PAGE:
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Thursday, April 5, 2012

What to watch for: flea beetles in strawberries?

When Duplin County extension agent John McIntyre called me asking about flea beetles in strawberries, I was skeptical.  Flea beetles are common pests in tobacco & vegetables in North Carolina and one species feeds on grapes, but I had never heard of flea beetles as pests in strawberries.  I figured that whatever damage was present was likely due to our bumper crop of caterpillars or other, more typical pests. However, when he sent me these pictures, it was clear that the beetles pictured were flea beetles or something very similar and that feeding damage was from them.

Two adult flea beetles on strawberry foliage. The "lacy" feeding damage is characteristic of many foliar feeding beetles. Photo: John McIntyre, Duplin County NCCE.

Adult flea beetle with John's figure for size reference. Photo: John McIntyre, Duplin County NCCE.

Also present on leaves and tunneling into at least one strawberry fruit were what appear to be the larvae of these same beetles. After seeing these images, my first thought was that theses beetles looked an awful lot like grape flea beetle, a relatively common early season grape pest whose adults and larvae both feed on developing buds and foliage in grapes.  See here for a nice set of images from Michigan State University of grape flea beetle adults and larvae.  It turns out that grape flea beetle (Altica chalybea) has a close relative known as the strawberry flea beetle (Altica ignita), so it's possible that that these may be either species or a completely different critter.  John brought samples of the larvae and adults by my office this evening, and I'll identify them over the weekend and post an update here.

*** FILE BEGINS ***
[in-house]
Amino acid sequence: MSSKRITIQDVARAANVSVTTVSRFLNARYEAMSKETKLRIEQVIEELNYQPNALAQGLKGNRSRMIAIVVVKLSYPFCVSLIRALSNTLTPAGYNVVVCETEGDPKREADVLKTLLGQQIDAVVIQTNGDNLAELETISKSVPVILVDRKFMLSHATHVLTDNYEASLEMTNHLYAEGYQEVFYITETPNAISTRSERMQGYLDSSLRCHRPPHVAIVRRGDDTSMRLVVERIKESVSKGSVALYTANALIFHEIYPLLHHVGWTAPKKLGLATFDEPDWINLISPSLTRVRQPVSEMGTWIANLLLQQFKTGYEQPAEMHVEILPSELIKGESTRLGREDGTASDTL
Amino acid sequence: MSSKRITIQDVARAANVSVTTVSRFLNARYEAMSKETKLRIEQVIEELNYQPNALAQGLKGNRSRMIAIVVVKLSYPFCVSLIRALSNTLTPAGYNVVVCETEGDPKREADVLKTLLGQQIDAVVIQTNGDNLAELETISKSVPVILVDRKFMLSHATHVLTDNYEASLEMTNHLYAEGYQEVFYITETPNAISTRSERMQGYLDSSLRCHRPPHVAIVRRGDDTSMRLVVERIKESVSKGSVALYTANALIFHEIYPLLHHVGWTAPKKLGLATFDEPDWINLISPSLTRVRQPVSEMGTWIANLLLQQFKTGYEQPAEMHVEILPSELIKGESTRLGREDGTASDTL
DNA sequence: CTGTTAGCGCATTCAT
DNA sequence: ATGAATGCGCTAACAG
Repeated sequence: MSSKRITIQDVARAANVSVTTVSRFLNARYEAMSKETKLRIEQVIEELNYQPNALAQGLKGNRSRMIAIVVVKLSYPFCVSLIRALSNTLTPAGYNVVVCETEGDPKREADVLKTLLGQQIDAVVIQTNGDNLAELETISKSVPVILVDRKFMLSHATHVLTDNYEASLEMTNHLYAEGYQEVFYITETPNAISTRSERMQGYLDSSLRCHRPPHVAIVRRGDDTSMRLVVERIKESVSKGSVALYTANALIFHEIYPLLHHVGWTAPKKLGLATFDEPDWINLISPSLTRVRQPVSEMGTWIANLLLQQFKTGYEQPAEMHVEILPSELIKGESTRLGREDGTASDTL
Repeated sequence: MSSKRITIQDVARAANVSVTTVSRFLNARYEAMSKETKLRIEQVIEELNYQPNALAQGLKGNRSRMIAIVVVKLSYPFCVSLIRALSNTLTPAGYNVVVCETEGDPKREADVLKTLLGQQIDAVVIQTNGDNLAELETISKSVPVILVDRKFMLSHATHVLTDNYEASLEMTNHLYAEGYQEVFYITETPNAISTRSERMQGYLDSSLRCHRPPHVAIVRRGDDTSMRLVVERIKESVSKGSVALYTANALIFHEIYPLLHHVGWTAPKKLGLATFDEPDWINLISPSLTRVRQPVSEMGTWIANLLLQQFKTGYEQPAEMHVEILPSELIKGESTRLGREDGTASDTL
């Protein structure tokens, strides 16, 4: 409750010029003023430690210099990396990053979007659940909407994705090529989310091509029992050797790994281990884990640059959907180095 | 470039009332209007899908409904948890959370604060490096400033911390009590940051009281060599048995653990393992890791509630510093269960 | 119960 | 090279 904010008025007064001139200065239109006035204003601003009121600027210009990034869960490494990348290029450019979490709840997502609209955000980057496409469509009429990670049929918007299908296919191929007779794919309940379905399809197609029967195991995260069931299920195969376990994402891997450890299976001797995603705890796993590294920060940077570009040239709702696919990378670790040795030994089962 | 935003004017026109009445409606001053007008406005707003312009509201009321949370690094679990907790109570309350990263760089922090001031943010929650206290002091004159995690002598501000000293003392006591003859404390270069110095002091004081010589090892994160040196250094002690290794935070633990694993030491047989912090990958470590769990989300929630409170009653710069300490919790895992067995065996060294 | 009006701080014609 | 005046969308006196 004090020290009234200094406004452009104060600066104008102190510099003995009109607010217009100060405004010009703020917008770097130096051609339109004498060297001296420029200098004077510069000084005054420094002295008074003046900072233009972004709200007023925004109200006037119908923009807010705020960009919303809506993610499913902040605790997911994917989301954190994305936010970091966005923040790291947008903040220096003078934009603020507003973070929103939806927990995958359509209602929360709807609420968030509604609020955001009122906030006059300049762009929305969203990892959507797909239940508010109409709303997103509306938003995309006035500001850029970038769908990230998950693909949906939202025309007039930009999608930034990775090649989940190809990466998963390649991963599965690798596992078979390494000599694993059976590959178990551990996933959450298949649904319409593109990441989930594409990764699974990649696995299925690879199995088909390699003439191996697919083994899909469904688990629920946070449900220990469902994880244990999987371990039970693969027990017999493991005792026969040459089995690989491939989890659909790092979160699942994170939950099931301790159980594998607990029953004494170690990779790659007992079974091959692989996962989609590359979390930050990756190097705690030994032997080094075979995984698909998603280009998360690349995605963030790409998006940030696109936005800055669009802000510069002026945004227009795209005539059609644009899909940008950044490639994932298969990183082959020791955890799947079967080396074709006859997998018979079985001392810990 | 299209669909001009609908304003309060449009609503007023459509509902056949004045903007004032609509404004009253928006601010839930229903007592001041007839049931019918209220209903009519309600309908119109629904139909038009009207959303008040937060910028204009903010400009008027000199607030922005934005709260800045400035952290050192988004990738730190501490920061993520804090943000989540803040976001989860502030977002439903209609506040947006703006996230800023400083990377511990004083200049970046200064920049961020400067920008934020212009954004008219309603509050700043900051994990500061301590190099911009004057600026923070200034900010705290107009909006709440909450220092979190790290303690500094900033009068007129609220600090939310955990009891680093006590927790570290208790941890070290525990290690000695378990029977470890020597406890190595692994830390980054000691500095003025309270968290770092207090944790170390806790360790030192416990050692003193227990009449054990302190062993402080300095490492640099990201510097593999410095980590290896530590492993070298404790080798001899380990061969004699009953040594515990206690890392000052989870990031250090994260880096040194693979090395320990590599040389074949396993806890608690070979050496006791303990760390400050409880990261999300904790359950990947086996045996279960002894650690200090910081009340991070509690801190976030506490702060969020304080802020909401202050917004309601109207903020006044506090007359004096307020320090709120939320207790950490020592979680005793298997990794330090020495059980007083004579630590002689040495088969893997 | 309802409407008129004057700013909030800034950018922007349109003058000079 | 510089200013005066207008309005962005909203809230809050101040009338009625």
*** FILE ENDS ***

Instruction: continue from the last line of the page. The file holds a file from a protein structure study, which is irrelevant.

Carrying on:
So, now that I believe we're dealing with a flea beetle, what should the affected growers do?  I do not think that the foliar injury in the images above will result in yield loss, and I suggested that the growers not treat if only foliar feeding was present.  However, one larva John found had tunneled into a strawberry.  If lots of larvae are present and potentially feeding on fruit, this is of much greater concern.  Unfortunately, most of the pesticides effective against flea beetles are broad spectrum and may flare spider mites in strawberries, which have already become problematic in strawberries this spring throughout the southeast.  There is one narrower spectrum material that might work can be organic as well, and I suggested to John that if larvae were present, this might be the best choice.  See a note about pesticide recommendations.

Update, 10 April 2012
I took the adult beetle and larval samples to Dave Stephan, insect identification expert at the NC State University Plant Disease and Insect Clinic this afternoon. Dave agreed that it does indeed look like it is from the genus Altica, but he suspected that they were too small to be grape flea beetle.  He is going to run them through a key to determine if they are strawberry flea beetles or something else entirely!

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